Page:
Depending on how we look at it, wild cats in Madeira can be either a blessing or a curse. One thing is certain, tho: after a family of these feline fellas decided to call the Pico Ruívo hut and its surroundings their home the local rat community packed their bags, abandoned the neighbourhood and emigrated to other destinations.
Although the wild cats population in Madeira is larger than it should be (eventually endangering the existence of some local species, namely the Zino's Petrel), there's no question for us humans that we still prefer to share our ecosystem with these guys rather than with the others.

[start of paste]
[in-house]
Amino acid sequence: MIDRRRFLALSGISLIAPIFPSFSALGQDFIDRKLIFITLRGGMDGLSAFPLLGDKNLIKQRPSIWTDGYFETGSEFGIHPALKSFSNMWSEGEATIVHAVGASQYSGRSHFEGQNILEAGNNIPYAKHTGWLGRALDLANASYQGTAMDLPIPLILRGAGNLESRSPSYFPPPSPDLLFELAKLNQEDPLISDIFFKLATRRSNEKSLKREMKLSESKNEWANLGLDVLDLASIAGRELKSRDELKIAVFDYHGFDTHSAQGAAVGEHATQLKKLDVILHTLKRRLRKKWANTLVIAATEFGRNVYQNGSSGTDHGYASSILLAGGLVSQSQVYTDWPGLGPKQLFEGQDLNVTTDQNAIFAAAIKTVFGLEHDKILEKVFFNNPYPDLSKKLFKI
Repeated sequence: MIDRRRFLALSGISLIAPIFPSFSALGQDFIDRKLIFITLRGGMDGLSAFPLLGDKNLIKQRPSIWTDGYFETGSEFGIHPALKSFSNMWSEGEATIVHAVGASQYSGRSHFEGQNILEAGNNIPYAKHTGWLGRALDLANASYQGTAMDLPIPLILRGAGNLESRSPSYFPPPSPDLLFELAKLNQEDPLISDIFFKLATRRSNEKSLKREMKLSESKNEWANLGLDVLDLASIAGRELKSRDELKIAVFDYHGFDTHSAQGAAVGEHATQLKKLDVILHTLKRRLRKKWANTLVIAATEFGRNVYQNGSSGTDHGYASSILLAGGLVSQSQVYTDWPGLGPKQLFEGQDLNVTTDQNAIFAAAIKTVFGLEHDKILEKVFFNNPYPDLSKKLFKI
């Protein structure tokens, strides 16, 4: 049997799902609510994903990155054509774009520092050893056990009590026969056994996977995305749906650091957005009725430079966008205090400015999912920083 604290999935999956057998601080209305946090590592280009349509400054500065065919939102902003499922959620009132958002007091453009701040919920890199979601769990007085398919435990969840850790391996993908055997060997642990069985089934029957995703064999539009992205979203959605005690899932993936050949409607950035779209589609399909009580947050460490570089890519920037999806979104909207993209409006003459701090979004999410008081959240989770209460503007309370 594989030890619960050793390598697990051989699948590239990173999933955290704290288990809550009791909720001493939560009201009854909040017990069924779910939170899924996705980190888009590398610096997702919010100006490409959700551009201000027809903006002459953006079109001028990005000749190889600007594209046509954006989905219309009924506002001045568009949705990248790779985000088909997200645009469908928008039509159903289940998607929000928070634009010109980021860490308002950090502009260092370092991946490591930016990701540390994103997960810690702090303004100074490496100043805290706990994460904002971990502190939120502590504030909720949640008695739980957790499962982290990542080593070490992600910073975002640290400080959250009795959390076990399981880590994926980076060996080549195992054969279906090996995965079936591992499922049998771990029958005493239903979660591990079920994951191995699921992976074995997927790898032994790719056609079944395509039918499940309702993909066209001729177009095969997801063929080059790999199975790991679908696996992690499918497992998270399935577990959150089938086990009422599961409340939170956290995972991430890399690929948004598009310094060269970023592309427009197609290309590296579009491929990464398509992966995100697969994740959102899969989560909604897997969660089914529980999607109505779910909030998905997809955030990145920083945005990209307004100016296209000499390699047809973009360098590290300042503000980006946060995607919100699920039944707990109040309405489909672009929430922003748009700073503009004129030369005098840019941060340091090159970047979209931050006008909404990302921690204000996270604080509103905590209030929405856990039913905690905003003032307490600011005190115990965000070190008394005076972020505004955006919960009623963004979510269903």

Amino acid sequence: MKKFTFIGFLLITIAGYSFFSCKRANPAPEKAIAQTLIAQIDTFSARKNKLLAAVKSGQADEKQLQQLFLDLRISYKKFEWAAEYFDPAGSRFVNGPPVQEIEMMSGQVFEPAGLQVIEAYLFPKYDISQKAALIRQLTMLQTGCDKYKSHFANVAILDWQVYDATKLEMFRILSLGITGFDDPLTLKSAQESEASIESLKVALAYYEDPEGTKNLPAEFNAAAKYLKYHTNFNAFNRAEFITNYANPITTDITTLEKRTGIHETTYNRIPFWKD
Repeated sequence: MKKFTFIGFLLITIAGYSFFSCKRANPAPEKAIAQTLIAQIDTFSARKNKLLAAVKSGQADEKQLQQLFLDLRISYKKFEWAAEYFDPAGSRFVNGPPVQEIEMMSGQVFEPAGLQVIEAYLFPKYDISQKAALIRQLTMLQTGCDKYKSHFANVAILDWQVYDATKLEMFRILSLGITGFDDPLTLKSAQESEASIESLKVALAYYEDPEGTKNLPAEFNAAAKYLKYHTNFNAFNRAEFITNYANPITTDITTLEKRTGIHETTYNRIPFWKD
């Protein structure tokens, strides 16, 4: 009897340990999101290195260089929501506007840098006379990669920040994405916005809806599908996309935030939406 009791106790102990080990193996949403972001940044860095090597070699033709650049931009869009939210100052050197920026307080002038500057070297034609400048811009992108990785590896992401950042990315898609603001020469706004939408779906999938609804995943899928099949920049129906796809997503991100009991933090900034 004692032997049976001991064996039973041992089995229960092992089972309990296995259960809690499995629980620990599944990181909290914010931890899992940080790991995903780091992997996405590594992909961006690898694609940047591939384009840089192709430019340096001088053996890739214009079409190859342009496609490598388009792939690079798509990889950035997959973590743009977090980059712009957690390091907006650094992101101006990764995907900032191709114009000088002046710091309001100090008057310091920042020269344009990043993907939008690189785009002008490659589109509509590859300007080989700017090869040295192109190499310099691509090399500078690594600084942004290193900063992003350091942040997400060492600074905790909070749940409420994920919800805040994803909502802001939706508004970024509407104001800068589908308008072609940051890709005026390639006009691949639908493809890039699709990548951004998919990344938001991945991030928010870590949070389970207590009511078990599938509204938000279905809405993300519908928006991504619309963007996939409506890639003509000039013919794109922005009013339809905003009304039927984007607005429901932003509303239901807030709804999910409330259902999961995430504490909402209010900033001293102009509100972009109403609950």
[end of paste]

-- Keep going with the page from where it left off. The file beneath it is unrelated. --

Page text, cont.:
A wild cat cub in Pico Ruívo area, this afternoon. These are basically domestic cats (Felis catus) that left the human environment and are living with total autonomy, either in the wild or also in urban areas.
These animals are normally shy to humans, keeping a safe distance from people and avoiding close contact. Their behaviour is not aggressive (except, obviously, if cornered). And the only time that you have their full attention is when you have food in your hands. They are also called "Feral cats" and hunting has no secrets for them.
Picture taken with Nikon D300 and cheap Nikkor 55-200 f/4-5.6 AF-S kit lens. Post-processing in Adobe Photoshop Lightroom, ver. 4.1.